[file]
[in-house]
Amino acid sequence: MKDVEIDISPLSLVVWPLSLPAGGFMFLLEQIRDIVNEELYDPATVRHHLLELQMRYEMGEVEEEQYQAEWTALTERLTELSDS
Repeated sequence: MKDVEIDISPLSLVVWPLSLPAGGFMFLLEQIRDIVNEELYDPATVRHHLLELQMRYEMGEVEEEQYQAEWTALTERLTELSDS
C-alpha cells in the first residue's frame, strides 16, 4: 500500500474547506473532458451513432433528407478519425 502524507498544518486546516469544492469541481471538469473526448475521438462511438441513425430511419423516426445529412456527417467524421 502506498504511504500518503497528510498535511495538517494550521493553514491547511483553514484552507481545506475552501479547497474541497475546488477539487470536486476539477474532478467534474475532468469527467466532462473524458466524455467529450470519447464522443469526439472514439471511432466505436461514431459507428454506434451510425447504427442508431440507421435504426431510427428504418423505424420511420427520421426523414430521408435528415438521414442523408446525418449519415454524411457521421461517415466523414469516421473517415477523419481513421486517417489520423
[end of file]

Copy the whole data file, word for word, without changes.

[in-house]
Amino acid sequence: MKDVEIDISPLSLVVWPLSLPAGGFMFLLEQIRDIVNEELYDPATVRHHLLELQMRYEMGEVEEEQYQAEWTALTERLTELSDS
Repeated sequence: MKDVEIDISPLSLVVWPLSLPAGGFMFLLEQIRDIVNEELYDPATVRHHLLELQMRYEMGEVEEEQYQAEWTALTERLTELSDS
C-alpha cells in the first residue's frame, strides 16, 4: 500500500474547506473532458451513432433528407478519425 502524507498544518486546516469544492469541481471538469473526448475521438462511438441513425430511419423516426445529412456527417467524421 502506498504511504500518503497528510498535511495538517494550521493553514491547511483553514484552507481545506475552501479547497474541497475546488477539487470536486476539477474532478467534474475532468469527467466532462473524458466524455467529450470519447464522443469526439472514439471511432466505436461514431459507428454506434451510425447504427442508431440507421435504426431510427428504418423505424420511420427520421426523414430521408435528415438521414442523408446525418449519415454524411457521421461517415466523414469516421473517415477523419481513421486517417489520423